With the exorcism appearing ineffective at this point, they need a way to get through to Andy, so Marcus appeals to Rose to allow one of the kids into the room. Rose isn’t keen on this, but they’re running out of options and time with Andy’s soul at stake. Verity steps in to volunteer. It’s a pivotal moment for her, for a lot of reasons. She’s been a skeptic this whole time. Her relationship with Andy has been on shaky ground. She knows she’ll regret it if she doesn’t step up to help Andy.

the exorcist s2 ep 8 verity

Verity is utterly fearless here, staring down the demon’s jabs (in her parents’ voices, to add a layer to the angst) with steely determination to break through where prayer can’t. She takes them in stride, calling out the lies and focusing on the good: how Andy and Nikki have been a positive influence in her life. It’s revealed earlier that she wants to be an engineer and go to college, but with her eighteenth birthday coming up, that doesn’t seem likely. Andy and Nikki once gifted her with a book, encouraging her to pursue this, believing in her when no one else would. It’s a heart wrenching scene, with a beautiful, emotional performance by Brianna Hildebrand. The way Verity tearfully calls Andy “Dad” and tells Andy how much she loves him and wants him to fight for her and her siblings. And then there’s Andy: resisting the demon’s power, its violence, trying to protect his daughter.

Another set of flashbacks shows Mouse venturing into a room with a demon, alone, which the demon reveals has become a habit of hers without Marcus’ knowledge. This isn’t the Mouse we were first introduced to, the one who sets an entire table of demons on fire or jabs them with syringes of holy water. This Mouse is nervous, scared, and inexperienced. But she faces it anyway, determined to learn…and ends up possessed because of it. Marcus attempts an exorcism, and it’s here that we see Marcus’ exorcism methods are also different than we’re used to. He’s still kindhearted, of course, but there’s none of that hard edge to him yet. He’s softer, more vulnerable, and the demon teases him with his and Mouse’s relationship. He blames himself for putting Mouse in danger, for trying to form a connection with someone else. In the end, he can’t finish the exorcism and skips town, leaving Mouse to the care of other priests who rid her of the demon. He runs off because it’s easier—always moving, never forming attachments to a place or person. It’s an intriguing parallel to Verity, who in some ways shares a lot of common ground with Marcus. Here, Verity has finally found a home and she’s reluctant to leave it, especially because it’s not by choice. Marcus could find a place, but for him, it’s easier to run before he leaves too much collateral damage.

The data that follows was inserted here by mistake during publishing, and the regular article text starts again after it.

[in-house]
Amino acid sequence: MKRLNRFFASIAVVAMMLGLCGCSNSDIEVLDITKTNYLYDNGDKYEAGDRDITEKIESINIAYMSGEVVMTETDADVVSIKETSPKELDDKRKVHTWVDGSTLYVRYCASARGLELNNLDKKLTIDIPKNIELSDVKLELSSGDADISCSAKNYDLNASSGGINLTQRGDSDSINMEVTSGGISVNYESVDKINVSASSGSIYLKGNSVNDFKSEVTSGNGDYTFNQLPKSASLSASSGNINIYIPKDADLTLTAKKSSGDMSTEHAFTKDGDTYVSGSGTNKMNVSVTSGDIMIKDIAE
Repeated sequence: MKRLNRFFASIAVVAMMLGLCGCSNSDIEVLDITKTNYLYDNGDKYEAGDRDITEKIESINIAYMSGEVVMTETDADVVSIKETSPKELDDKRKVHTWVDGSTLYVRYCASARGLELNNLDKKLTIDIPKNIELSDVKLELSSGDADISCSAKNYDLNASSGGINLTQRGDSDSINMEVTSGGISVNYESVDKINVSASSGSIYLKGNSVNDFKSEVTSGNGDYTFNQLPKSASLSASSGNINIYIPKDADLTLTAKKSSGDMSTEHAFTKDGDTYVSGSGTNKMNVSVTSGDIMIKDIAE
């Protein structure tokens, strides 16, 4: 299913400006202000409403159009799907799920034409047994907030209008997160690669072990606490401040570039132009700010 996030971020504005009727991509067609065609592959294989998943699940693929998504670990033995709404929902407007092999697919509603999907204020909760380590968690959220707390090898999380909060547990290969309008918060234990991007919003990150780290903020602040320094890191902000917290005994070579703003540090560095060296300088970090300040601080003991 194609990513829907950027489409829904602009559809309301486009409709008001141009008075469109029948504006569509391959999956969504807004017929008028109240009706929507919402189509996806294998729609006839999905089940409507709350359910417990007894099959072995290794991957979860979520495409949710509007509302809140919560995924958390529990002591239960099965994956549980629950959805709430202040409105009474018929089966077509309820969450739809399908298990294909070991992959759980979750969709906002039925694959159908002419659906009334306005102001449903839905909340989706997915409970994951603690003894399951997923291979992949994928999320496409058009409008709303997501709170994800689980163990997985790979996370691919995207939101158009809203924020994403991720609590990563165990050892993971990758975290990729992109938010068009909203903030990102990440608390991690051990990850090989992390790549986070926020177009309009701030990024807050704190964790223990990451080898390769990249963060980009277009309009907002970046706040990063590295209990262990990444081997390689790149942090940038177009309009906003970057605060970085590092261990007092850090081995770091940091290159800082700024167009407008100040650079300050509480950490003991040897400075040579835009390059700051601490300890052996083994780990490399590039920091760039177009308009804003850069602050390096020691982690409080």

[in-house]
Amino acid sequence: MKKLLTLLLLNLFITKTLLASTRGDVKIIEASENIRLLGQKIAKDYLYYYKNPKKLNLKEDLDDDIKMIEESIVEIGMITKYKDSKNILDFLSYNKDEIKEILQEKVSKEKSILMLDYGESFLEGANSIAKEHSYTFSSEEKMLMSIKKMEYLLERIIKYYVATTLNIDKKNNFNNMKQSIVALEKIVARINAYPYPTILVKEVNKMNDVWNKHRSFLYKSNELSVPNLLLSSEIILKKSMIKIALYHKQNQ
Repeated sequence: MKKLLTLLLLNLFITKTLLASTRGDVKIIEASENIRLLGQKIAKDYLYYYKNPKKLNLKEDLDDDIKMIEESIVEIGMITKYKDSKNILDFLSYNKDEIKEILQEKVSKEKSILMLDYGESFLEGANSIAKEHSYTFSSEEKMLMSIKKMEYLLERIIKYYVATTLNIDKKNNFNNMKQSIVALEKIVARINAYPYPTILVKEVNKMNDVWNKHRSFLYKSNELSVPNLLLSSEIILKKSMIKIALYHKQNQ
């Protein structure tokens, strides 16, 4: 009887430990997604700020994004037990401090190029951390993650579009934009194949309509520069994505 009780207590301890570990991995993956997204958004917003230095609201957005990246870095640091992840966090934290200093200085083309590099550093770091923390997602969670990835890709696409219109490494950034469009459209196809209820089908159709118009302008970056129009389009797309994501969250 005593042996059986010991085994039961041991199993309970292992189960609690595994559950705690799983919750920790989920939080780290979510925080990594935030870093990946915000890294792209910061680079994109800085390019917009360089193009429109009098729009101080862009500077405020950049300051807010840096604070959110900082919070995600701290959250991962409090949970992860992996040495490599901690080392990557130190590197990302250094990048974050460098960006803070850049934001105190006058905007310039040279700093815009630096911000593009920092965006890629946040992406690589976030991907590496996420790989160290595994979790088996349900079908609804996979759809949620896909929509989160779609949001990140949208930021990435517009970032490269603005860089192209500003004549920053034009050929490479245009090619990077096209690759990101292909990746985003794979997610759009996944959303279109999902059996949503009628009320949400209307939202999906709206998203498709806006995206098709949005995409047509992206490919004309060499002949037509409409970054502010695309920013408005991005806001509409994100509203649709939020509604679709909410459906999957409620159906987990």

Which is, unfortunately, how the demon tries (and nearly succeeds) in throwing Marcus off as the exorcism proceeds. Marcus is ready to deck the thing in the face for implying that maybe Mouse didn’t survive after he left, and he would’ve if Tomas wasn’t there to pull him back. It’s good to see them working so well alongside each other, keeping one another in check. Tomas does it even though he’s the one in training because Marcus, though he’s experienced, can go off the edge, too. Tomas suggests shifts, so Marcus goes off to take a nap and Tomas is alone with Andy. Previously, he’s seen the manifestation of the demon in the form of Nikki sitting on Andy’s chest, so the demon has clearly been working him, trying to find a way into his head.

the exorcist s2 ep 8 tomas marcus

Elsewhere on the island, Rose is working to get the kids out when Verity suddenly disappears. Rose goes after her, but Verity wants to go back for the book her parents gave her. It holds sentimental meaning, and if this whole thing doesn’t end up going well, she wants something to hang onto. It’s her one constant in this chaos, so Rose agrees and they return to their neighbors’ house.

The action cuts between the buildup of tension at the neighbors’ house and Andy’s exorcism, where Tomas has been praying quietly. Marcus appears well rested and encourages Tomas that he’s an exorcist, not an apprentice, and thanks him for keeping him in line. But there’s something amiss here…

As Verity moves further into the house, she finds her neighbors brutally murdered. And at the Kim household, Marcus is revealed to be still fast asleep, while Tomas is upstairs, praying, his eyes milky white and the bed empty. Andy has escaped…and turns up just behind Rose and Verity, looking a little rough and completely at the will of the demon.

A hell of a cliffhanger, literally. The Exorcist is notorious for this kind of buildup, stringing the audience along, wondering where this will lead and how bad it will get. Then the last minute reveal hits like a ton of bricks. As of right now, things look incredibly grim: possessed Andy is on the loose and Tomas also appears to be compromised, from the trance he was left in at the end of the episode. Since the demons want him so badly, this one fed off Tomas’ arrogant streak, his need to prove himself, and might have succeeded. With only 2 episodes left, the stakes are dangerously high. Part of the fun in being terrified is wondering just how everyone will dig their way out.